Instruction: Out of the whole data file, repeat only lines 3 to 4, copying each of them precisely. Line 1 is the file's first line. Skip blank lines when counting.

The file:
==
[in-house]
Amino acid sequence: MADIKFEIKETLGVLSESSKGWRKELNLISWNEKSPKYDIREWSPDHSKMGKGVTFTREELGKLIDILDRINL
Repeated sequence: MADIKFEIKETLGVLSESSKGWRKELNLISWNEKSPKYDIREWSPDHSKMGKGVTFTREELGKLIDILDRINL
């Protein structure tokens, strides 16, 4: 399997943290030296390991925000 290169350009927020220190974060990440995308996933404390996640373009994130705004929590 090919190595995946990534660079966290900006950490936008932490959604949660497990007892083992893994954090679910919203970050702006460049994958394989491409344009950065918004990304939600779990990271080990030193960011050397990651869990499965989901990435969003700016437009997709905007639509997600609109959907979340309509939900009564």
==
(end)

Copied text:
Repeated sequence: MADIKFEIKETLGVLSESSKGWRKELNLISWNEKSPKYDIREWSPDHSKMGKGVTFTREELGKLIDILDRINL
């Protein structure tokens, strides 16, 4: 399997943290030296390991925000 290169350009927020220190974060990440995308996933404390996640373009994130705004929590 090919190595995946990534660079966290900006950490936008932490959604949660497990007892083992893994954090679910919203970050702006460049994958394989491409344009950065918004990304939600779990990271080990030193960011050397990651869990499965989901990435969003700016437009997709905007639509997600609109959907979340309509939900009564």